under the group will.

What's lost is not so much the ability to champion something, as the
freedom to do so in an independent/emergent way.

(Note that this is explicitly not verging into the retrospective veto
policy discussion on another thread[1], I'm totally assuming good faith
and good intent on the part of such champions)
 
 It sort of happens now -- there is a subset of core which cares more
 about xen than libvirt for example. We're just being more open about
 the process and setting expectations for our users. At the moment its
 very confusing as a user, there are hundreds of proposed features for
 Juno, nearly 100 of which have been accepted. However, we're kidding
 ourselves if we think we can land 100 blueprints in a release cycle.

Yeah, so I guess it would be worth drilling down into that user
confusion.

Are users confused because they don't understand the current nature
of the group dynamic, the unseen hand that causes some blueprints to
prosper while others fester seemingly unnoticed?

(for example, in the sense of not appreciating the emergent championing
done by say the core subset interested in libvirt)

Or are they confused in that they read some implicit contract or
commitment into the targeting of those 100 blueprints to a release
cycle?

(in sense of expecting that the core team will land all/most of those
100 target'd BPs within the cycle)

Cheers,
Eoghan 

[1] http://lists.openstack.org/pipermail/openstack-dev/2014-August/042728.html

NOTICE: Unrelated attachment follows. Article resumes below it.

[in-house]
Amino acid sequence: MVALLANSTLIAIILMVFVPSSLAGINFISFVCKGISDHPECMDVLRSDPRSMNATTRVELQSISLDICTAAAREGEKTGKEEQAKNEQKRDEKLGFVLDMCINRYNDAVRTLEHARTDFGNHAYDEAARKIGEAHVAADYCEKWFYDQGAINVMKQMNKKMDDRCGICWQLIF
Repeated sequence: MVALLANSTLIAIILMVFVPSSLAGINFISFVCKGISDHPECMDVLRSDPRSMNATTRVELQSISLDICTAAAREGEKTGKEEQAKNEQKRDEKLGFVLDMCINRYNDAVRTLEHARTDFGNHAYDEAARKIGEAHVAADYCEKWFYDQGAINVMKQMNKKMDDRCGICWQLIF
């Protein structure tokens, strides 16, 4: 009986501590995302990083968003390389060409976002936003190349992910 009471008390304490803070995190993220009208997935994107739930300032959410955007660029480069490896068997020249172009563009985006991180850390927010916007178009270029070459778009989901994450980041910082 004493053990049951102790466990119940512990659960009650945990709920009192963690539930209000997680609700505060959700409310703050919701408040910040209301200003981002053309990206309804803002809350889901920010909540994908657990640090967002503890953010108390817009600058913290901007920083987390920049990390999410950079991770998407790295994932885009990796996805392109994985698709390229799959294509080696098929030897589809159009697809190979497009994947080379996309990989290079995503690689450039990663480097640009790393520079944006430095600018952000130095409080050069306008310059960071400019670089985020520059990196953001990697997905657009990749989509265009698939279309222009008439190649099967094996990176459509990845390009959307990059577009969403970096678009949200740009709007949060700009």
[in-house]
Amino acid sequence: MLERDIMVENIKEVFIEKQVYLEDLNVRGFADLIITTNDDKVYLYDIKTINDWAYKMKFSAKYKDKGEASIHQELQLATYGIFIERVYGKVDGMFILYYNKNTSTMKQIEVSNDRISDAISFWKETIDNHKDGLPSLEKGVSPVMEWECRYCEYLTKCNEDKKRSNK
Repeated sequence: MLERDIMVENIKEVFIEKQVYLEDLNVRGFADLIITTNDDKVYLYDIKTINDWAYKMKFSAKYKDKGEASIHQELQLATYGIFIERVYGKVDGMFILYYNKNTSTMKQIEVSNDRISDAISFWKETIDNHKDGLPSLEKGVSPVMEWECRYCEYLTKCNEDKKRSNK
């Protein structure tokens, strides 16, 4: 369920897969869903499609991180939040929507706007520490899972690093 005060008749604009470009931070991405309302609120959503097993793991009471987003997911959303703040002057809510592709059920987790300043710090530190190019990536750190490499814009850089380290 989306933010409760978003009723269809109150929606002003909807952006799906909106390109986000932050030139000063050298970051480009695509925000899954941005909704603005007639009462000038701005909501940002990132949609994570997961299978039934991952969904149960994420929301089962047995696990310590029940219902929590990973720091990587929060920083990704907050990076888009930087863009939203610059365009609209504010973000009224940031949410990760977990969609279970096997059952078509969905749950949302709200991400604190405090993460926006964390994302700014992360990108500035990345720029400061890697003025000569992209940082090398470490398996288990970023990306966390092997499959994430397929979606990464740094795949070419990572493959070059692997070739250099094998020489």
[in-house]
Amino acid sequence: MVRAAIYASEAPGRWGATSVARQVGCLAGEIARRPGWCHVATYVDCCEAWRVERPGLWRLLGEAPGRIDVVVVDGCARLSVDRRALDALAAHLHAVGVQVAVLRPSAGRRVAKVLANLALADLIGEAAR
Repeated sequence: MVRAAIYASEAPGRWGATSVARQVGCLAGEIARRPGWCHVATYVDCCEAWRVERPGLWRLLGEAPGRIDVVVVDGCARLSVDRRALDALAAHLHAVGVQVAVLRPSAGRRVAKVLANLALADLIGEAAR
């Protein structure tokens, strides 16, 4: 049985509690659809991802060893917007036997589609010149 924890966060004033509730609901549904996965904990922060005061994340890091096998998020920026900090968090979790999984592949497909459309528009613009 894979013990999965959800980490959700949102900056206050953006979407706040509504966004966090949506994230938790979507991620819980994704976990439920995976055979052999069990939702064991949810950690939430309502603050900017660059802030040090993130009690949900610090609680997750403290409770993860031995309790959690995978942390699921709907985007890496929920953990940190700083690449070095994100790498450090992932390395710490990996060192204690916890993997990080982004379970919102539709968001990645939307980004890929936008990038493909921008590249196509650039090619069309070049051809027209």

For example it might address some pain-point they've encountered, or
  impact on some functional area that they themselves have worked on in
  the past, or line up with their thinking on some architectural point.
 
  But for whatever motivation, such small groups of cores currently have
  the freedom to self-organize in a fairly emergent way and champion
  individual BPs that are important to them, simply by *independently*
  giving those BPs review attention.
 
  Whereas under the slots initiative, presumably this power would be
  subsumed by the group will, as expressed by the prioritization
  applied to the holding pattern feeding the runways?
 
  I'm not saying this is good or bad, just pointing out a change that
  we should have our eyes open to.
 
 Michael
 
 --
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Re: [openstack-dev] [all] The future of the integrated release

2014-08-13 Thread Nikola Đipanov
On 08/13/2014 04:05 AM, Michael Still wrote:
 On Wed, Aug 13, 2014 at 4:26 AM, Eoghan Glynn egl...@redhat.com wrote:

 It seems like this is exactly what the slots give us, though. The core 
 review
 team picks a number of slots indicating how much work they think they can
 actually do (less than the available number of blueprints), and then
 blueprints queue up to get a slot based on priorities and turnaround time
 and other criteria that try to make slot allocation fair. By having the
 slots, not only is the review priority communicated to the review team, it
 is also communicated to anyone watching the project.

 One thing I'm not seeing shine through in this discussion of slots is
 whether any notion of individual cores, or small subsets of the core
 team with aligned interests, can champion blueprints that they have
 a particular interest in.
 
 I think that's because we've focussed in this discussion on the slots
 themselves, not the process of obtaining a slot.
 
 The proposal as it stands now is that we would have a public list of
 features that are ready to occupy a slot. That list would the ranked
 in order of priority to the project, and the next free slot goes to